While pediatricians strive to ensure patients remain up to date on immunizations, new annual recommendations from the Centers for Disease Control and Prevention (CDC) can make it hard for providers to keep up with the recommended vaccine schedule. In addition, the complex recommendations can be difficult to integrate into electronic health record (EHR) workflows. When Boston Children’s Hospital leaders began using Cerner’s Immunization Forecaster in August 2018, they saved time, money and had a new tool to help keep children current on vaccinations.
“There is now less guesswork in determining if and when immunizations are due,” said Brenda Dodson, PharmD, clinical integration architect. “It’s much easier to figure out the next best time for an immunization visit because you get a good view of future appropriate dates.”
The forecaster embedded into the EHR leverages CDC clinical decision support of immunizations (CDSi) to help pediatricians know when patients need the next round of appropriate vaccines. This new functionality also reduces clinician time and effort assessing and deciding which vaccines may be due. Even if a child falls behind, it recommends a catch-up schedule.
“Clinicians can easily review data, and the forecasting is simply amazing,” said Dodson. “The new forecaster has all of this logic incorporated and has been really eye-opening.”
Boston Children’s Hospital saved money by reducing vaccine expenses utilizing the immunization enhancements. Before implementation, pediatricians often couldn’t accurately determine when children could receive immunizations provided by Massachusetts, through a program called Vaccines for Children, (VFC), and the hospital would frequently absorb the cost. Cerner created a calculator to determine if a patient was eligible for VFC. This allowed the hospital to accurately document and only pay for necessary vaccines, equating to more than 80% cost savings for the four highest volume inpatient vaccines, even though it distributed more vaccines.1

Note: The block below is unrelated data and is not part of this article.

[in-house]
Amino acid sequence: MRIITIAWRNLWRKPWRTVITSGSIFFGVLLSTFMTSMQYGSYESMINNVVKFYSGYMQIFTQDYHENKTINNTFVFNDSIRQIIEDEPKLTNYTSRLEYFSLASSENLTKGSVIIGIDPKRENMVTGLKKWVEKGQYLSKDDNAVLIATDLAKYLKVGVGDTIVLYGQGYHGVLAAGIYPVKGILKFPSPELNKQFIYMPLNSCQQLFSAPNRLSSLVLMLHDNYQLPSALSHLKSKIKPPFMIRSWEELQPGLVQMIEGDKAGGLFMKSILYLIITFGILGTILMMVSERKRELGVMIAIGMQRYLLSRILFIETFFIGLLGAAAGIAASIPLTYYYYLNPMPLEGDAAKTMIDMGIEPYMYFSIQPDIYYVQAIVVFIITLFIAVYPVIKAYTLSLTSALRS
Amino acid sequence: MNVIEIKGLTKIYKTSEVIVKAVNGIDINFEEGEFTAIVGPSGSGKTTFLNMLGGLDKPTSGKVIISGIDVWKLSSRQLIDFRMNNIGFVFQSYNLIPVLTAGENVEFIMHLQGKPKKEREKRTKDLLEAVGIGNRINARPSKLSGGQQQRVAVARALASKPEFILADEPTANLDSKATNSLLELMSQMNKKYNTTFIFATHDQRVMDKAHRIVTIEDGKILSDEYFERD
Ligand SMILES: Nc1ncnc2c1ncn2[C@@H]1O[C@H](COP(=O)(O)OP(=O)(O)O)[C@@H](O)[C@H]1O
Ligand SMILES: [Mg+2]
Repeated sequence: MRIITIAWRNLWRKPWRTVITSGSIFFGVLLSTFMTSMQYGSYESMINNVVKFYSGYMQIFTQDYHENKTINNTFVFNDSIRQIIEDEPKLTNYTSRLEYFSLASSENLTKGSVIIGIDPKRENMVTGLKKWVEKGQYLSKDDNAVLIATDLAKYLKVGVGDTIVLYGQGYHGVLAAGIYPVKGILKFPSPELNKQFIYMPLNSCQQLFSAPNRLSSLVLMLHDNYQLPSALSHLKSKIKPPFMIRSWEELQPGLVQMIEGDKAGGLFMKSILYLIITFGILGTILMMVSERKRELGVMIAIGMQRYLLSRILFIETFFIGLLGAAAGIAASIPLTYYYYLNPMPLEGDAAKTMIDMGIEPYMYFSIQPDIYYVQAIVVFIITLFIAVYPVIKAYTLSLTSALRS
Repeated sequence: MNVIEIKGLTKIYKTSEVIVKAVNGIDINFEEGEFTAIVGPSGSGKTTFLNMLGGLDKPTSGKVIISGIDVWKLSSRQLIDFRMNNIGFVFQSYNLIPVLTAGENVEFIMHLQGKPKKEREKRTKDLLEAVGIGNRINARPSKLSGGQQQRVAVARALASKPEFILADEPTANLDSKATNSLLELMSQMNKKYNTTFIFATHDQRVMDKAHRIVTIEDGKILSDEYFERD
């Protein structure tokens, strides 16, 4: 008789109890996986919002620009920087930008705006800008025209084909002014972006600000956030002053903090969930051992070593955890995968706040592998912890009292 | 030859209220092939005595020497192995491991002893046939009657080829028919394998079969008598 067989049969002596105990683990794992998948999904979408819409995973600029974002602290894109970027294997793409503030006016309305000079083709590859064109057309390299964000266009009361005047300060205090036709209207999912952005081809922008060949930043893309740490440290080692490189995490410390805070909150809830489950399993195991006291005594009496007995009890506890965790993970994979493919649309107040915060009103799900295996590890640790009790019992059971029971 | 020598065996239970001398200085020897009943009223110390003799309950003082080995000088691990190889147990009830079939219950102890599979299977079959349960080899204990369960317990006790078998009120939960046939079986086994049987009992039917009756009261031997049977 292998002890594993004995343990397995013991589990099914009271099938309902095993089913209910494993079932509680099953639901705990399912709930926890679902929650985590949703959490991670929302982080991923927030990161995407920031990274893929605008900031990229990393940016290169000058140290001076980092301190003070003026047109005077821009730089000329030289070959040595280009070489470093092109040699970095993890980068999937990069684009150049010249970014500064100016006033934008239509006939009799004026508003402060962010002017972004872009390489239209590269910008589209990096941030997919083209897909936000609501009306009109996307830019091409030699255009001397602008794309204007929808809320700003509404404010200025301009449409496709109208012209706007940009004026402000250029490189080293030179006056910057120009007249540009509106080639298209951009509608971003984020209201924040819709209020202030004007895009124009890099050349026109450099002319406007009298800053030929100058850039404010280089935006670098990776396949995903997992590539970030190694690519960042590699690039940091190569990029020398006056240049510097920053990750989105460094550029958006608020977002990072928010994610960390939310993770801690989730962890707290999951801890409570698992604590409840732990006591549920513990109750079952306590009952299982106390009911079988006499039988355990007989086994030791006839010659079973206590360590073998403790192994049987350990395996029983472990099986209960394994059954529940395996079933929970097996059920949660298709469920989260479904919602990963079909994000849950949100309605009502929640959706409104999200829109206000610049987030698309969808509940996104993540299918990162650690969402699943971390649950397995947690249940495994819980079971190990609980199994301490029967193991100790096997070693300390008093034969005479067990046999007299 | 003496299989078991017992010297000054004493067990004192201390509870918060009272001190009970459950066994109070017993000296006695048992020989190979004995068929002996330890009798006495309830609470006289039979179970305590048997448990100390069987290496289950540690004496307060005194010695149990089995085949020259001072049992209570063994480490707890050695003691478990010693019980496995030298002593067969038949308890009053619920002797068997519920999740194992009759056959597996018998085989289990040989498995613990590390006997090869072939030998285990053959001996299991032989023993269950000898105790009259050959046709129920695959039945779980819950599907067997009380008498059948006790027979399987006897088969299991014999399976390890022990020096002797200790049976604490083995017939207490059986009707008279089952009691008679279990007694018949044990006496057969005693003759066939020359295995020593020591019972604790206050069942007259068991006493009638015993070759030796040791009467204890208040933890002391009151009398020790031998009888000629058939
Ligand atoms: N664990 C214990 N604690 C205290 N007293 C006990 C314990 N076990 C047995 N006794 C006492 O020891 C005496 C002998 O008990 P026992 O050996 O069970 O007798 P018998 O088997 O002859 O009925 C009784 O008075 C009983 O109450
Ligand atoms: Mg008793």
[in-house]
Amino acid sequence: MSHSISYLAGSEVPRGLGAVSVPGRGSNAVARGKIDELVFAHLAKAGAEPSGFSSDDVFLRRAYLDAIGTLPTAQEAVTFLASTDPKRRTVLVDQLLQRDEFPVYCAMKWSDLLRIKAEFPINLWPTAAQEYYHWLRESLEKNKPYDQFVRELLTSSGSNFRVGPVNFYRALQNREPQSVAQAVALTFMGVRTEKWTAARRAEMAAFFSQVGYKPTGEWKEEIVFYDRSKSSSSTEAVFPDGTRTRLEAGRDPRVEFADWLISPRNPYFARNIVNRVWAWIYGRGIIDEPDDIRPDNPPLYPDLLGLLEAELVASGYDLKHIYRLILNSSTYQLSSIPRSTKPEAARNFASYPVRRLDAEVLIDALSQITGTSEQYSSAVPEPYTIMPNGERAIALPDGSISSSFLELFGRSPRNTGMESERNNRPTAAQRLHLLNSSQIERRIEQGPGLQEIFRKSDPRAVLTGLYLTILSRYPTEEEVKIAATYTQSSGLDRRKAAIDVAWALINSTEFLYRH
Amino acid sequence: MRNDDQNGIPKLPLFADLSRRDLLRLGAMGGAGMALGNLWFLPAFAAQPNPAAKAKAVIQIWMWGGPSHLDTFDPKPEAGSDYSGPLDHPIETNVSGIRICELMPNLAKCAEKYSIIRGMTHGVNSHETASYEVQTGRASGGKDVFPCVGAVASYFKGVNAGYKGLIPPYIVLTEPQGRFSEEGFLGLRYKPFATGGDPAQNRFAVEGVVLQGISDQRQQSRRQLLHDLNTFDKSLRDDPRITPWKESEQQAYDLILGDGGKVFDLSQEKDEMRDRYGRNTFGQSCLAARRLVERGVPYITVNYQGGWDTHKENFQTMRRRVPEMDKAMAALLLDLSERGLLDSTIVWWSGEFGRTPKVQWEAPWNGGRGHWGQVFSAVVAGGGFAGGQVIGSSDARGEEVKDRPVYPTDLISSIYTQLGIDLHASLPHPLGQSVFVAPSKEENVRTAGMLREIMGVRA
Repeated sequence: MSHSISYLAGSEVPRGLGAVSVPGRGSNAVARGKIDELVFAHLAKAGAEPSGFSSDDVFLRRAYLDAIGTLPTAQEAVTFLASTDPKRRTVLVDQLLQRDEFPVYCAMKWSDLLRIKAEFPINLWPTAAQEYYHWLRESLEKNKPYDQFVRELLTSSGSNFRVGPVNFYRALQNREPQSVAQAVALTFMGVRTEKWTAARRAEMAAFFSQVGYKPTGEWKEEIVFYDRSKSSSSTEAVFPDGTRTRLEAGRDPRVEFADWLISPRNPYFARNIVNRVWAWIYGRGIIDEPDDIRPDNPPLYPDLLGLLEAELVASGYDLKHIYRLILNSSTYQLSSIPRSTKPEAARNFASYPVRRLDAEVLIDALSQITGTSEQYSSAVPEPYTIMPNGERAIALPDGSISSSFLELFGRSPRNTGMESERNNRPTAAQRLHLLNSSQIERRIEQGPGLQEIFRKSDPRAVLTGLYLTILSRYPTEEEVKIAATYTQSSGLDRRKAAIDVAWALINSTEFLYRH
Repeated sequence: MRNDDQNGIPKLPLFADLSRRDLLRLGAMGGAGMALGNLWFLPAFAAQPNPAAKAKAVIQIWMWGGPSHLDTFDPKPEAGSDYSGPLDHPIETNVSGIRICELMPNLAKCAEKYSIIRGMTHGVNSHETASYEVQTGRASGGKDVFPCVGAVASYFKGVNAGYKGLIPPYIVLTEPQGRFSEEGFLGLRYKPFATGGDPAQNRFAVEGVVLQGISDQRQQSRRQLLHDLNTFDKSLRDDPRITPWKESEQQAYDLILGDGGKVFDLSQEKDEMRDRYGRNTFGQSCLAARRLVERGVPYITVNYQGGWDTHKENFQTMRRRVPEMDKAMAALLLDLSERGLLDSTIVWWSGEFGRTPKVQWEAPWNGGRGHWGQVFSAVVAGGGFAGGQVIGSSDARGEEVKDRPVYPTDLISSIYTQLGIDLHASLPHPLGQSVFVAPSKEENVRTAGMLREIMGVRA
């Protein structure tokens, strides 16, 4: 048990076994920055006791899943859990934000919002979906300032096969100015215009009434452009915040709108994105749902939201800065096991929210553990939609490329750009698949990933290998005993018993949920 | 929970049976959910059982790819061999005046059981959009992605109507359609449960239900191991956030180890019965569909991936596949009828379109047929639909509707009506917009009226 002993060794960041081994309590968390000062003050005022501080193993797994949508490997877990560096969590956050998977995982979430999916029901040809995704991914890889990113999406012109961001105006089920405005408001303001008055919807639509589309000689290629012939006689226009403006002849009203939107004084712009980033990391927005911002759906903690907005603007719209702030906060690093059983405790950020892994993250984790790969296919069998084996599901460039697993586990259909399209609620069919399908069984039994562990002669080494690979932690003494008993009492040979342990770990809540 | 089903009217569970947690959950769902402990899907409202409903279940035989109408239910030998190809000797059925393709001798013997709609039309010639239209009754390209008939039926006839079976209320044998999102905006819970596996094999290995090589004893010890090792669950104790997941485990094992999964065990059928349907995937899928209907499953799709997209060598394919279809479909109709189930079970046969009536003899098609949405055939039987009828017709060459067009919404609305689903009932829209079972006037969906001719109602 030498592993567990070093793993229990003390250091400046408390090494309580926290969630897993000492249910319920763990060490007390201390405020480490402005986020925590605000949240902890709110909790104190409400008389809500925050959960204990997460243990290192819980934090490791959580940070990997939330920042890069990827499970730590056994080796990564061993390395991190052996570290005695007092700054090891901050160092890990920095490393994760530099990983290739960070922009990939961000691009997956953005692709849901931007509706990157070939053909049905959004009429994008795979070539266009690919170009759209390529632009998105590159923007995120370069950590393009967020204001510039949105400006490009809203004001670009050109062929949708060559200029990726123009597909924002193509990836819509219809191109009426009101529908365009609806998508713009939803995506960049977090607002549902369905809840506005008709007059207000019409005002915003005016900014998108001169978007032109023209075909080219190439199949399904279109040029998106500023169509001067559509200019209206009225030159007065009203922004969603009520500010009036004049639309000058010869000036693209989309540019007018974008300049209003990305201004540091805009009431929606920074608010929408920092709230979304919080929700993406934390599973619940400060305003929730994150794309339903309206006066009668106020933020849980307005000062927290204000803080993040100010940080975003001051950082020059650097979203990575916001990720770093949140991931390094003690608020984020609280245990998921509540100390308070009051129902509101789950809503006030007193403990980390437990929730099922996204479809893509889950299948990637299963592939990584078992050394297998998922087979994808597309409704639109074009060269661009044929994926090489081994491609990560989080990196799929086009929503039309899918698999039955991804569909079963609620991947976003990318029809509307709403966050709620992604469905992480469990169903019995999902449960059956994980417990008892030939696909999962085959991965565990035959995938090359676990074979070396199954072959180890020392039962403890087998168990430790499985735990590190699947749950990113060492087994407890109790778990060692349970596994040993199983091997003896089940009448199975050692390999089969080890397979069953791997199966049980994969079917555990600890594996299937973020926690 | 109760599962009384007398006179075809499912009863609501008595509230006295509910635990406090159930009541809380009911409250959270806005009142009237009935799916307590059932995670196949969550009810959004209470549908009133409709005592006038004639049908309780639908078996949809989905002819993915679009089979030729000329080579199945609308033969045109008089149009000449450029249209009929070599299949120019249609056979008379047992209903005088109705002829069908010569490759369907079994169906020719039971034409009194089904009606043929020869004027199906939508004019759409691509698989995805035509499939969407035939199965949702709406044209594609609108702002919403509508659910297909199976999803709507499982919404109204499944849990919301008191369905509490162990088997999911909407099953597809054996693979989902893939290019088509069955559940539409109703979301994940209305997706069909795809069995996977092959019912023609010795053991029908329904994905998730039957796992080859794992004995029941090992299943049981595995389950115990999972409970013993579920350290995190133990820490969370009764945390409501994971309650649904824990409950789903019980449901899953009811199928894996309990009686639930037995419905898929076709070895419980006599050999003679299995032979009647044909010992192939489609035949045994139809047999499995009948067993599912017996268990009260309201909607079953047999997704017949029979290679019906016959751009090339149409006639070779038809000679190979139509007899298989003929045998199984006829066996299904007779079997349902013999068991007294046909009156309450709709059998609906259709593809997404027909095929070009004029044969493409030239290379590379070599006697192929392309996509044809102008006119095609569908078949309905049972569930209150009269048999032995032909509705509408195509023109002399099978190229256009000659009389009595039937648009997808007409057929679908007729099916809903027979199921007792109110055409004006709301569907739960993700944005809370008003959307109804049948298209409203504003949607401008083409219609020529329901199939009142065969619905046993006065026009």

Immunization Forecaster also helped improve patient safety.
“We’re leveraging barcodes from the manufacturer at the point of administration, said Dodson. “By scanning the barcode, we can verify medication rights while also capturing automated entry of lot number, expiration date, manufacturer and funding source. Being able to do this has been a big satisfier from a safety perspective.”
In addition, Immunization Inventory Worklist also saved staff time by improving vaccine supply management. At the end of each month, pharmacists and technicians need to reconcile inventory, place the order with the state, then process and complete inventory intake. Previously, staff scheduled 43.5 hours of overtime monthly to complete intake, but now they’ve eliminated that overtime.
“Inventory intake used to take an inordinate amount of time from both technician and pharmacist staff,” said Dodson. “Now that the burden has been reduced, those resources can be redeployed to other necessary functions within the hospital.”
Pharmacists also saved time in documentation. Previously they created an auxiliary label on every vaccine vial for documentation. Immunization Forecaster allows staff to use the manufacturer’s barcode label, eliminating the need for pharmacists to print and affix another label.
“This has been a huge success,” said Dodson. “We’re quite pleased with how the solution helped improve our vaccine administration in a multitude of ways.”
For more information, check out our Immunization Registry Model Experience page.
1 Comparing 842 Pentacel, hepatitis B, influenza and PCV 13 vaccinations between September 2017 - February 2018 which cost $45,193, to 888 Pentacel, hepatitis B, influenza and PCV 13 vaccinations from September 2018 - February 2019, which cost $8,440.65. Time frames of September - February selected as they correspond with the highest times of vaccine administration.